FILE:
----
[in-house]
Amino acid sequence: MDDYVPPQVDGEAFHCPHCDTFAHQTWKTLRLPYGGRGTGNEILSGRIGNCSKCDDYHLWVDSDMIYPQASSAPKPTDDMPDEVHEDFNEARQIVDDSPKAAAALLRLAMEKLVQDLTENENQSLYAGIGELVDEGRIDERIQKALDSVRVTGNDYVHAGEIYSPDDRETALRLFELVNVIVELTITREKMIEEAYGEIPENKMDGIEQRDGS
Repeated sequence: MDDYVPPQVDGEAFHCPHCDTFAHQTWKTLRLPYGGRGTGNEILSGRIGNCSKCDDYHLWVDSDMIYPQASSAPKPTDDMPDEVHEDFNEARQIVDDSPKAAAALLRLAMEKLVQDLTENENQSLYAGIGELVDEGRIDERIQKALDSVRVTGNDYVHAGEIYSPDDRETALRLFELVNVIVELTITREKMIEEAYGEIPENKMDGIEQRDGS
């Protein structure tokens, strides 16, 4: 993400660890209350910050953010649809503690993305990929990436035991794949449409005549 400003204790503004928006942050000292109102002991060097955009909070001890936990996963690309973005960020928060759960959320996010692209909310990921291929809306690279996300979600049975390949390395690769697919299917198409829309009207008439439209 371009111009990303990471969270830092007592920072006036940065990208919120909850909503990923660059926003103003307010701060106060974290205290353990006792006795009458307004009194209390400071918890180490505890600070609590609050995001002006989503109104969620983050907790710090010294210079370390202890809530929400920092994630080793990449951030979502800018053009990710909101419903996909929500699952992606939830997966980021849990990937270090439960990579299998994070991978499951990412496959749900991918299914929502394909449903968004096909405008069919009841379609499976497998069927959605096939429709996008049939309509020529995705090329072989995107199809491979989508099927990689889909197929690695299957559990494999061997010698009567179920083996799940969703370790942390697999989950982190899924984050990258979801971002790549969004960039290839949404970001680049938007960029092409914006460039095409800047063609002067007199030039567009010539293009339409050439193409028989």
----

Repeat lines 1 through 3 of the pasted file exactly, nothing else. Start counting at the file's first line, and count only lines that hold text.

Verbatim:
[in-house]
Amino acid sequence: MDDYVPPQVDGEAFHCPHCDTFAHQTWKTLRLPYGGRGTGNEILSGRIGNCSKCDDYHLWVDSDMIYPQASSAPKPTDDMPDEVHEDFNEARQIVDDSPKAAAALLRLAMEKLVQDLTENENQSLYAGIGELVDEGRIDERIQKALDSVRVTGNDYVHAGEIYSPDDRETALRLFELVNVIVELTITREKMIEEAYGEIPENKMDGIEQRDGS
Repeated sequence: MDDYVPPQVDGEAFHCPHCDTFAHQTWKTLRLPYGGRGTGNEILSGRIGNCSKCDDYHLWVDSDMIYPQASSAPKPTDDMPDEVHEDFNEARQIVDDSPKAAAALLRLAMEKLVQDLTENENQSLYAGIGELVDEGRIDERIQKALDSVRVTGNDYVHAGEIYSPDDRETALRLFELVNVIVELTITREKMIEEAYGEIPENKMDGIEQRDGS